Subscribe Now Subscribe Today
Research Article

Terrestrial Gamma Radiation and the Radiological Implication in South Western Nigeria

A.M. Arogunjo
Facebook Twitter Digg Reddit Linkedin StumbleUpon E-mail

Gamma radiation level due to primeval radionuclides in surface soil in some South-Western cities in Nigeria has been carried out using a 7.6x7.6 cm NaI (Tl) detector. The mean absorbed dose rate and annual effective dose were evaluated from the measurement of 40K; 238U; 232Th. The absorbed dose rates values ranged from 18.6 to 68.4 with a mean (±SD) value of 44.2±15.9 nGy h-1 in Lagos area; 26.8 to 145.6 with a mean value of 72.9±35.6 nGy h-1 in Ibadan area and 30.9 to 98.9 with a mean value of 64.2±26.5 nGy h-1 in Akure area. The mean effective dose for these locations is 56.5, 93.3 and 82.2 μSv year-1, respectively. The mean value for the region is 0.8 mSv year-1, which is less than the 1 mSv year-1 recommended for normal environment by UNSCEAR.

Related Articles in ASCI
Similar Articles in this Journal
Search in Google Scholar
View Citation
Report Citation

  How to cite this article:

A.M. Arogunjo , 2007. Terrestrial Gamma Radiation and the Radiological Implication in South Western Nigeria. Journal of Applied Sciences, 7: 1534-1537.

DOI: 10.3923/jas.2007.1534.1537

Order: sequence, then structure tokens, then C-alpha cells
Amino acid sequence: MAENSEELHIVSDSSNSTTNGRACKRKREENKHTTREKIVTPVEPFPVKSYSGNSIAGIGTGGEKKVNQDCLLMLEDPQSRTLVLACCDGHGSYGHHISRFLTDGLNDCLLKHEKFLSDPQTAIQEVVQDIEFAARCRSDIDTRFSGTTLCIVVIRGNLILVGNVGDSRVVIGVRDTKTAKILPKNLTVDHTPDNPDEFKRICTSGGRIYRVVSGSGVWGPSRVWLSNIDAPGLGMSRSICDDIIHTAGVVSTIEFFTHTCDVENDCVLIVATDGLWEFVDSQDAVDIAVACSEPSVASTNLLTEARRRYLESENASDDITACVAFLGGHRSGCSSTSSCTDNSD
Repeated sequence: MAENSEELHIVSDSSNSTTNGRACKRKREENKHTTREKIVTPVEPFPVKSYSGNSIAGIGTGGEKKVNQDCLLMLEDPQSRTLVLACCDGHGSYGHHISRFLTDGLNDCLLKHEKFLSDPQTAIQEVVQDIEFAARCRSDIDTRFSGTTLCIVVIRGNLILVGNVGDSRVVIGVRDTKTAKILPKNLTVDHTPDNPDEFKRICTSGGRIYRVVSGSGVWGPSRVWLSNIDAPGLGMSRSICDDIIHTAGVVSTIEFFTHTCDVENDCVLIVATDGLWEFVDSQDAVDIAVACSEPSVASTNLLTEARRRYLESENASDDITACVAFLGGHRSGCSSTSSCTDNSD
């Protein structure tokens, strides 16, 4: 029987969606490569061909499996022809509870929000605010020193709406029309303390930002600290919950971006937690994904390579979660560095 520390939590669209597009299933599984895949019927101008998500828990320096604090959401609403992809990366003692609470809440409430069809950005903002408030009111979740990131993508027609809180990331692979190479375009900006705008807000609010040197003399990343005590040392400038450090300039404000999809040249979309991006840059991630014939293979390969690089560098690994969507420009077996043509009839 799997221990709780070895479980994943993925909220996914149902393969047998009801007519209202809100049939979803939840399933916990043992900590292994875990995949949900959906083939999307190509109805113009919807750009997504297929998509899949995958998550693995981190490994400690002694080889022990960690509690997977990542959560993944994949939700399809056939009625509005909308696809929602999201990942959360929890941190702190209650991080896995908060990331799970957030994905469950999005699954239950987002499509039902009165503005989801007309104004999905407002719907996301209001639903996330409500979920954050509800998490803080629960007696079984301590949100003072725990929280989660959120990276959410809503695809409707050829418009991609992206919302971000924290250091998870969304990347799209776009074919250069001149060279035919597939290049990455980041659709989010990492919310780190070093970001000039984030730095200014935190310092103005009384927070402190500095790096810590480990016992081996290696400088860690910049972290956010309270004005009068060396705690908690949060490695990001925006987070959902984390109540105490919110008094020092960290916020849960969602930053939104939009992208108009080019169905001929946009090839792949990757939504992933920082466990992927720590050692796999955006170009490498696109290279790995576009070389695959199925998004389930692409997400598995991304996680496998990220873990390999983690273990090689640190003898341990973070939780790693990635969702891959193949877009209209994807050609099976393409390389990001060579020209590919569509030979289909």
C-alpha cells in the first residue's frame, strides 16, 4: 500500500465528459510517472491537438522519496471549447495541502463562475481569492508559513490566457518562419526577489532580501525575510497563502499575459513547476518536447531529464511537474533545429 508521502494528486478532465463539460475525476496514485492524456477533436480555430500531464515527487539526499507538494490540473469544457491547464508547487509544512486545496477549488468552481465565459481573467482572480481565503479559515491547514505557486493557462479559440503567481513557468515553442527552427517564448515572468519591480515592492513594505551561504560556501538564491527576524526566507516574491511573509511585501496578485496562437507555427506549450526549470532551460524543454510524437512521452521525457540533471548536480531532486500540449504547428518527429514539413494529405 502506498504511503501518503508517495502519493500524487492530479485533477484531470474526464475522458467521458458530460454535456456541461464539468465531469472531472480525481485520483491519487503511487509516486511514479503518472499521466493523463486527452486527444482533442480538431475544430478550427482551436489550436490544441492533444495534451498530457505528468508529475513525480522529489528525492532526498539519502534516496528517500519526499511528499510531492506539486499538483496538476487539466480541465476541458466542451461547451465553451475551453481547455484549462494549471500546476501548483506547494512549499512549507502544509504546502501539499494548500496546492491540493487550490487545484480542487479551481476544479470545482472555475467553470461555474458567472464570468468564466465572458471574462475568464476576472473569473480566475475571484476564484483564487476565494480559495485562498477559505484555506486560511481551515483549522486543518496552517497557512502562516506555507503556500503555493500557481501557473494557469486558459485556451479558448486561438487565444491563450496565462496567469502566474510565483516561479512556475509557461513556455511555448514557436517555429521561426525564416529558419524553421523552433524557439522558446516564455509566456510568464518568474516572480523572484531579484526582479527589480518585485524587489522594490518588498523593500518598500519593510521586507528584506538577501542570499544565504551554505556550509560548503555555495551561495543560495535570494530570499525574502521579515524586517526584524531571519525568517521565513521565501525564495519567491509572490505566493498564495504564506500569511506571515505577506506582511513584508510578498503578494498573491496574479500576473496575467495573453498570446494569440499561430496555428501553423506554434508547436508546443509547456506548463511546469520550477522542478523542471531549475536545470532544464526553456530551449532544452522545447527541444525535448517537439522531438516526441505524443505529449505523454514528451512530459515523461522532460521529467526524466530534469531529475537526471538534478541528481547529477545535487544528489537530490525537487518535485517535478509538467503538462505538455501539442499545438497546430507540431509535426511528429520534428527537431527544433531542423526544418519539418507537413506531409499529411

The contribution of natural radionuclides in surface soil to the overall background radiation burden of an environment has been established (Unscear, 1988). Gamma radiation is present in the terrestrial materials such like rocks, soil, food crops and local vegetation due to the decay processes of some naturally occurring radionuclides in the environment (Ajayi et al., 1996; Arogunjo et al., 2004a; Ajayi and Kuforiji, 2001; Abbady, 2004). The distribution and availability of these radionuclides depend mainly on geological processes, atmospheric conditions and human activities (Wollenberg and Smith, 1990). Apart from the natural sources of radionuclides, anthropogenic sources have been a major source of concern for radioprotection programmes. Various environmental phenomena like environmental weapon test, researches in medical application of nuclides, mining and industrial applications of radionuclide prone minerals have been known to increase the radiation burden of the environment. The possible radon built up in indoor environment especially when radionuclide enriched soil is used as building materials call for detailed environment monitoring. In many parts of Nigeria, the major materials used for building in both urban and rural locations are made from the soil (Ademola and Farai, 2006) and most urban dwellers spend almost 78% of the their time indoor (Arogunjo et al., 2004b). In order to assess level of contamination from various sources, the baseline radionuclides burden must be known. This study provides a reference base of absorbed dose from natural sources in some cities in the South-West of Nigeria as a baseline in case of any gross contamination of the area in the future and for proper and effective radioactive waste disposal management and control.